If you spend time outdoors, it’s entirely likely that you’ve seen and heard the Sea Kings going about their business; over the years, they’ve provided sterling service in support of Mountain Rescue teams across Scotland, flying an airframe first deployed in the early 60s in all conditions to deploy search teams and transport casualties quickly and efficiently, saving goodness knows how many lives in the process. It’s all the more impressive when you consider that their efforts on that front were secondary to their main role of rescuing downed military aircrew, something that was often overlooked when complaints were raised about “the cost of rescuing climbers”.
All that is changing now, with the RAF/RN search and rescue services across the UK being replaced with a civilian service run by Bristows. Time will tell whether the new service will be the equal of the one it’s replacing; in the S-92, they’re equipped with a new, more powerful aircraft with some pretty sophisticated technology at their disposal, and many of the same aircrew will be on board, so there is reason for optimism.
Thankfully, I’ve never had to avail myself of the services of the Sea Kings, so my experience with them is limited to training sessions with Lomond MRT since I joined them a couple of years ago. Our local SAR base is HMS Gannet in Ayrshire, which is due to hand over to Bristows in early 2016. We had our last ever formal training day with them last Sunday; an emotional day for many of our more experienced team members who have been working with ‘Rescue 177’ for two or three decades. Coming straight after our induction day on the new S-92 a couple of weeks ago, the differences in power and sophistication were very obvious; the downdraft under the main rotor of the S-92 is so powerful that it takes considerable effort to stay upright, whereas the Sea King seemed quite innocuous in comparison. However, that contrast serves only to increase the sense of respect for the ability of the Sea King crews to make the most of their ‘vintage’ kit.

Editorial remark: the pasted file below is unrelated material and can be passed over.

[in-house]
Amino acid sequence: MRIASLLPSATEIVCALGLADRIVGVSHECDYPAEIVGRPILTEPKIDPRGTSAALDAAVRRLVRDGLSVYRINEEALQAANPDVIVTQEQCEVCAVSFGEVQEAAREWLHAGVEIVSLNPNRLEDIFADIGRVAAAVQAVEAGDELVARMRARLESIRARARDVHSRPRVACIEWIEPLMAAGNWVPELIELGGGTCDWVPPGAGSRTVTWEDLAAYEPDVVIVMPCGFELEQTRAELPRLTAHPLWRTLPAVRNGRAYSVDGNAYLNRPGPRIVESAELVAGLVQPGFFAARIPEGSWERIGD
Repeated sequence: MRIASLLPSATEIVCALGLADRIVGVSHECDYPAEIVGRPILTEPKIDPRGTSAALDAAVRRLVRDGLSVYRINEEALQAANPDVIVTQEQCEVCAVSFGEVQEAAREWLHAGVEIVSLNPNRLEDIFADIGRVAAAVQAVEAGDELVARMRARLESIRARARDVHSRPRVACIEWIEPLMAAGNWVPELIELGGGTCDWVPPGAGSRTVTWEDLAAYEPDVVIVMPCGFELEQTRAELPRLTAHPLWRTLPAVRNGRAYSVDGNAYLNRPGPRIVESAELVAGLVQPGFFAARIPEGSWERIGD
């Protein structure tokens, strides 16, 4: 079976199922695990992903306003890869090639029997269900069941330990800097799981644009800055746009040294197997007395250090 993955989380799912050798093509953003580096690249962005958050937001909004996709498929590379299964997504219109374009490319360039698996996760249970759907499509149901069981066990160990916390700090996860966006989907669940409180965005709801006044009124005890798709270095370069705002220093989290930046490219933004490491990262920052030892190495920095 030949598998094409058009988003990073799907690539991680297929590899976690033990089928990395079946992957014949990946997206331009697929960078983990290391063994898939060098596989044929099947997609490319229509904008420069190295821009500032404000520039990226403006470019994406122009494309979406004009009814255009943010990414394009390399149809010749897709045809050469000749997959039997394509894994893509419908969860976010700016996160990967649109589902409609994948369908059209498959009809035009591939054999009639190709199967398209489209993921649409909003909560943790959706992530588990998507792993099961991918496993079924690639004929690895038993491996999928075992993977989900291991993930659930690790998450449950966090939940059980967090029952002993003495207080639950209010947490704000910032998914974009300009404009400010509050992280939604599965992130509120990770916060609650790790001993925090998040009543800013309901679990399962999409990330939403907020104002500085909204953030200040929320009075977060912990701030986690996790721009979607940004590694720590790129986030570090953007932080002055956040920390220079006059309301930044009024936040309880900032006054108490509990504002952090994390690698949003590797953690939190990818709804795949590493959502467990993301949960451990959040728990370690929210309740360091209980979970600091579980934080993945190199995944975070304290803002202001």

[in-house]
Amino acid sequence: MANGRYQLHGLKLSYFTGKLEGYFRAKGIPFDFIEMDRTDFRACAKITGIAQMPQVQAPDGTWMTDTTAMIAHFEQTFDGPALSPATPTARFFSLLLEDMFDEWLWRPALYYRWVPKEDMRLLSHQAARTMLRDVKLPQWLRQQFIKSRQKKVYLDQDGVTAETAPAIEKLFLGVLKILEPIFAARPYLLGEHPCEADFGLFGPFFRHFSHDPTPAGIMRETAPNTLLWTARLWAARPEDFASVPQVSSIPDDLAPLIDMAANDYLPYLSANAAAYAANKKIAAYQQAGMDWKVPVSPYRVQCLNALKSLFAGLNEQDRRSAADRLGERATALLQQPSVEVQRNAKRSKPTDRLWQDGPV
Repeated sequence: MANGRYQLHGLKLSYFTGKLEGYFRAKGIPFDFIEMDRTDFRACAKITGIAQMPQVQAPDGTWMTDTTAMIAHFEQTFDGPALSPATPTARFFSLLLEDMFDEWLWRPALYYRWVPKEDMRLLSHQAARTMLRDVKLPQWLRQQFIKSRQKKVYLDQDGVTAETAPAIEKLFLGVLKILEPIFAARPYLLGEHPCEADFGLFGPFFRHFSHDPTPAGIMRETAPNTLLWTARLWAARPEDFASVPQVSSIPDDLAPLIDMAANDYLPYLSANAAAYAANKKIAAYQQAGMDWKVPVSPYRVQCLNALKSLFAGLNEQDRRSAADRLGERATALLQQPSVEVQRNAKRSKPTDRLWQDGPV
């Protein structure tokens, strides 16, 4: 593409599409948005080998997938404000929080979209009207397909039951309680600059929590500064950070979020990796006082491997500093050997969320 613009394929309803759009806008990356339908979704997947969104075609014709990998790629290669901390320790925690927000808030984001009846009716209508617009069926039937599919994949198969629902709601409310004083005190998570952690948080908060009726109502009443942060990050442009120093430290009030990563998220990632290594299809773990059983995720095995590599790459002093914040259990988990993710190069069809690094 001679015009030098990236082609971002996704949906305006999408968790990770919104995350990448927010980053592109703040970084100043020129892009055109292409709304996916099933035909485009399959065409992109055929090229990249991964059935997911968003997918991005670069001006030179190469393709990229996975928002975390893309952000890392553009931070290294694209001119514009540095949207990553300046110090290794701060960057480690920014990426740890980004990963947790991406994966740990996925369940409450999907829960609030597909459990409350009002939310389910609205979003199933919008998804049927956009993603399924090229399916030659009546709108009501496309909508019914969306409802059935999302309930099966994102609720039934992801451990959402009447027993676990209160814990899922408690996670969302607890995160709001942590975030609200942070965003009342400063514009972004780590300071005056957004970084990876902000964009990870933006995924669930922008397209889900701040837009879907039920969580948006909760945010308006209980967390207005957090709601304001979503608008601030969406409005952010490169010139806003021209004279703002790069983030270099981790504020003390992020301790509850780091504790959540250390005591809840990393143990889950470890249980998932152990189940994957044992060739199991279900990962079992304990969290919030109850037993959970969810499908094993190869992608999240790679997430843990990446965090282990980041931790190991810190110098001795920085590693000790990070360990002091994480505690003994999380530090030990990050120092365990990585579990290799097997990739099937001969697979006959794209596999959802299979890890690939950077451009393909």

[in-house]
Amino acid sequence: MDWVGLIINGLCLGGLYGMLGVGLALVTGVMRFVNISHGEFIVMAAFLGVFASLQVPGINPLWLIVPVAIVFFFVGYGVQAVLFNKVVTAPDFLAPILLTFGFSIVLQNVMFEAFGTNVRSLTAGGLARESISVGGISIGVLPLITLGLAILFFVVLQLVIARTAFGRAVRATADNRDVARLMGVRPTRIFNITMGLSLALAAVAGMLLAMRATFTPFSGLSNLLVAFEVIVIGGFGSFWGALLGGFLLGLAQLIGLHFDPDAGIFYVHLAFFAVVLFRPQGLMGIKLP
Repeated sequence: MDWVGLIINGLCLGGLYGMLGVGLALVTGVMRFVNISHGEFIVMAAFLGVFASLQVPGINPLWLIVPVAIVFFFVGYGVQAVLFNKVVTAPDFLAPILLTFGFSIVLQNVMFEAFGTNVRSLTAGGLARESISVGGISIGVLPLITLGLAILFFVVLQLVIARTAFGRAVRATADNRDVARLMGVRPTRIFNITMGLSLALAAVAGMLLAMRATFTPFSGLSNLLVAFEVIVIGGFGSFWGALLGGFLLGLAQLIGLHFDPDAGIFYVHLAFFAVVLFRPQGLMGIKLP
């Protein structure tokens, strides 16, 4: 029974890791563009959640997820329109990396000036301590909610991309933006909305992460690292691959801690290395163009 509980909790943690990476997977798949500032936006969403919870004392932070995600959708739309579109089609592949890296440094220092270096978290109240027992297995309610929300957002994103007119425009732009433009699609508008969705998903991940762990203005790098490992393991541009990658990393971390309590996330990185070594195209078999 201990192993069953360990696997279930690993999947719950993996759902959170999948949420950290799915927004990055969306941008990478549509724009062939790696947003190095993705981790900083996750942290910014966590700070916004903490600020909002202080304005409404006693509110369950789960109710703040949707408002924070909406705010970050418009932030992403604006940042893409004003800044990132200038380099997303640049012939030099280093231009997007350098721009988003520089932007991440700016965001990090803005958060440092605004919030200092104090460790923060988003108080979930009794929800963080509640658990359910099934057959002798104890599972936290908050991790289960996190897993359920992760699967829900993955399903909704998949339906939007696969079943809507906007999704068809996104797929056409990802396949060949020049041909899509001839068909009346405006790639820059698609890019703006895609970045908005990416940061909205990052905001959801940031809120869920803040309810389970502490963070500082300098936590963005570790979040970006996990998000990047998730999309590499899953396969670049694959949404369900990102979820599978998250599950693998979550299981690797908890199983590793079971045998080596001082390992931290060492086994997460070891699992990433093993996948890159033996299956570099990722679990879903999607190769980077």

I managed to get one or two video clips over the course of the day, which I’ve edited together as a rather shaky, wholly inadequate homage to their efforts over the years on our behalf, watching our backs as we’ve had our fun in the hills. Wouldn’t it be great if someone could bring together a documentary that captured their contribution more completely – it’s definitely a story worth telling!